Alagille syndrome (ALGS) is a multisystem disorder with a wide spectrum of clinical variability; this variability is seen even among individuals from the same family. The major clinical manifestations of ALGS are bile duct paucity on liver biopsy, cholestasis, congenital cardiac defects (primarily involving the pulmonary arteries), butterfly vertebrae, ophthalmologic abnormalities (most commonly posterior embryotoxon), and characteristic facial features. Renal abnormalities, growth failure, developmental delays, splenomegaly, and vascular abnormalities may also occur.
CHROMOSOME 1qter DELETION SYNDROME
MedGen UID:
382926
Concept ID:
C2676727
Disease or Syndrome
Chromosome 2q32-q33 deletion syndrome
MedGen UID:
436765
Concept ID:
C2676739
Disease or Syndrome
SATB2-associated syndrome (SAS) is a multisystem disorder characterized by significant neurodevelopmental compromise with limited to absent speech, behavioral issues, and craniofacial anomalies. All individuals described to date have manifest developmental delay / intellectual disability, with severe speech delay. Affected individuals often have hypotonia and feeding difficulties in infancy. Behavioral issues may include autistic features, hyperactivity, and aggressiveness. Craniofacial anomalies may include palatal abnormalities (cleft palate, high-arched palate, and bifid uvula), micrognathia, and abnormal shape or size of the upper central incisors. Less common features include skeletal anomalies (osteopenia, pectus deformities, kyphosis/lordosis, and scoliosis), growth restriction, strabismus/refractive errors, congenital heart defects, genitourinary anomalies, and epilepsy. While dysmorphic features have been described in individuals with this condition, these features are not typically distinctive enough to allow for a clinical diagnosis of SAS.
Christianson syndrome
MedGen UID:
394455
Concept ID:
C2678194
Disease or Syndrome
Christianson syndrome (referred to as CS in this GeneReview), an X-linked disorder, is characterized in males by cognitive dysfunction, behavioral disorder, and neurologic findings (e.g., seizures, ataxia, postnatal microcephaly, and eye movement abnormalities). Males with CS typically present with developmental delay, later meeting criteria for severe intellectual disability (ID). Behaviorally, autism spectrum disorder and hyperactivity are common, and may resemble the behaviors observed in Angelman syndrome. Hypotonia and oropharyngeal dysphagia in infancy may result in failure to thrive. Seizures, typically beginning before age three years, can include infantile spasms and tonic, tonic-clonic, myoclonic, and atonic seizures. Subsequently, regression (e.g., loss of ambulation and ability to feed independently) may occur. Manifestations in heterozygous females range from asymptomatic to mild ID and/or behavioral issues.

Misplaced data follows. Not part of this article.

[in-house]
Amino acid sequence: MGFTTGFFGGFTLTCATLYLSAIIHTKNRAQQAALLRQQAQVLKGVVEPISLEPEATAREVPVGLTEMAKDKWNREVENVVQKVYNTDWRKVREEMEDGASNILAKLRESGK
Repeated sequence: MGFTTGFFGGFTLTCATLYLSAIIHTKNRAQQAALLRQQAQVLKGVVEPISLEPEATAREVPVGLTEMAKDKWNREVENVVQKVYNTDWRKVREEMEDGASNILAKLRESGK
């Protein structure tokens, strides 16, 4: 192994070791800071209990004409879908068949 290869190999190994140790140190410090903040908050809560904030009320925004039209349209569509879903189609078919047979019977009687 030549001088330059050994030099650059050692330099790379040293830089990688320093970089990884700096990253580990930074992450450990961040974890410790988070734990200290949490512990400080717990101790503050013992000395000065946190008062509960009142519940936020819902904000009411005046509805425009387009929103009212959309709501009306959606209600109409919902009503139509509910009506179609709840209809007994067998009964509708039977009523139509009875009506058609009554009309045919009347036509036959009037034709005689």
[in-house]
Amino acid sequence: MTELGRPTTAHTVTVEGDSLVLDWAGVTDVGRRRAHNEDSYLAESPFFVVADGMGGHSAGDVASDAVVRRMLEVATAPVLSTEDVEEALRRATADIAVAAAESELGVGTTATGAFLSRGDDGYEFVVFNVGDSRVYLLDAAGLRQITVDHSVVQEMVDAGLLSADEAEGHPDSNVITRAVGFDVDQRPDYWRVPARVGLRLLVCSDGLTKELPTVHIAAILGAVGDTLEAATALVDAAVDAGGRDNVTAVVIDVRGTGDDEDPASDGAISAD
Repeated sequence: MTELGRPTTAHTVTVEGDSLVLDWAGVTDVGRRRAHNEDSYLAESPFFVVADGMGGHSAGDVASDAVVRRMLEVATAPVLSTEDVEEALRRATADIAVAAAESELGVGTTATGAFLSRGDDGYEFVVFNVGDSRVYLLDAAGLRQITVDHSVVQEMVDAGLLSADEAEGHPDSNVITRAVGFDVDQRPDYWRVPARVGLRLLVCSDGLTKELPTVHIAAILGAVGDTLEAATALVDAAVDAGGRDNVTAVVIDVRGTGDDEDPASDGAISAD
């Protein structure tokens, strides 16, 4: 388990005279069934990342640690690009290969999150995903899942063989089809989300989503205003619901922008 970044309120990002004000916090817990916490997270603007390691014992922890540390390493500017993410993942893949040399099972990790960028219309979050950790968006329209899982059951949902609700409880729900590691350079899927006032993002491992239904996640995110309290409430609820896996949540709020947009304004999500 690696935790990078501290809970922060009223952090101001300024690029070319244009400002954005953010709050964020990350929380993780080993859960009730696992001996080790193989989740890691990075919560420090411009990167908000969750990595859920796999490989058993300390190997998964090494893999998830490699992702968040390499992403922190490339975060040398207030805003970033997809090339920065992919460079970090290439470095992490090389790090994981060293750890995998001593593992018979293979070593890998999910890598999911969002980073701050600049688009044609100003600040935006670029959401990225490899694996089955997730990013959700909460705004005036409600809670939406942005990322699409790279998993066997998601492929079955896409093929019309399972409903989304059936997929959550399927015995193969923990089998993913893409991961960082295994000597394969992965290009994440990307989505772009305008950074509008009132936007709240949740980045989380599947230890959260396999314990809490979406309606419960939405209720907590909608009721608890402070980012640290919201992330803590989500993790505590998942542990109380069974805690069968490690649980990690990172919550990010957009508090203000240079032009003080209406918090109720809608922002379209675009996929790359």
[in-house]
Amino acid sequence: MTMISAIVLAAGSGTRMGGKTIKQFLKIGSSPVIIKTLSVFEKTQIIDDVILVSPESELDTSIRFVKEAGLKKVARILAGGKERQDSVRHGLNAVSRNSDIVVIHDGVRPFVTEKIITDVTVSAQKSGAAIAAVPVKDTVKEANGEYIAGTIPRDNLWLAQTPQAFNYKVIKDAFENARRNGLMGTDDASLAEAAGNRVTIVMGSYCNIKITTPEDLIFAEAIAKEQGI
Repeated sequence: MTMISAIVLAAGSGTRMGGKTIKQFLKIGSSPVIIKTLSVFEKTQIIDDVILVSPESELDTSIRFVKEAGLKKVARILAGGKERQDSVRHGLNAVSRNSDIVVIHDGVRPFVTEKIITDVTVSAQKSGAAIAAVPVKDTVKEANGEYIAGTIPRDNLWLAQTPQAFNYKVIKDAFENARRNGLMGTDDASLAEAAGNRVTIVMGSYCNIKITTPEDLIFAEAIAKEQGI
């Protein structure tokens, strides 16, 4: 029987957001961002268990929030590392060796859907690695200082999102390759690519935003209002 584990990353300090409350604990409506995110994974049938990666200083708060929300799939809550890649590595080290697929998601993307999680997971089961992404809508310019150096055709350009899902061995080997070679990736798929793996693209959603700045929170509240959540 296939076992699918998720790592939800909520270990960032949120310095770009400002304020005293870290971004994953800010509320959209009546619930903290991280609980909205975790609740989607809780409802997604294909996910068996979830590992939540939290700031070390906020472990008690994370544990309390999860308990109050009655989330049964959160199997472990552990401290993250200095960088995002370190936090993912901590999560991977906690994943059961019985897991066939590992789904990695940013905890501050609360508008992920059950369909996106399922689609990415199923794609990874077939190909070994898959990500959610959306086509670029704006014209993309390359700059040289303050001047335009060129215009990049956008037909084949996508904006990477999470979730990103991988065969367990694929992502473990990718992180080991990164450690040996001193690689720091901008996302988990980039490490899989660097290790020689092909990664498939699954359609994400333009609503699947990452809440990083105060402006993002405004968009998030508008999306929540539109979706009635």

Oculodentodigital dysplasia, autosomal recessive
MedGen UID:
412708
Concept ID:
C2749477
Disease or Syndrome
Autosomal recessive form of oculodentodigital dysplasia.
THOC6-related developmental delay-microcephaly-facial dysmorphism syndrome
MedGen UID:
462289
Concept ID:
C3150939
Disease or Syndrome
THOC6 intellectual disability syndrome is associated with moderate-to-severe developmental delay or intellectual disability; nonspecific dysmorphic facial features (tall forehead, deep-set eyes, short and upslanted palpebral fissures, epicanthal folds, and long nose with low-hanging columella); microcephaly (typically 2-3 SD below the mean); teeth anomalies (dental caries, malocclusion, and supernumerary teeth); cardiac anomalies (most typically atrial and/or ventricular septal defects); prenatal ventriculomegaly and hydrocephalus; cryptorchidism in males; and renal malformations (most commonly unilateral renal agenesis). More rarely, affected individuals may have hypergonadotropic hypogonadism (in females), seizures, poor growth, feeding difficulties, hearing loss, refractive errors and/or other eye abnormalities, vertebral anomalies, micro/retrognathia, and imperforate / anteriorly placed anus.
Hereditary spastic paraplegia 51
MedGen UID:
462406
Concept ID:
C3151056
Disease or Syndrome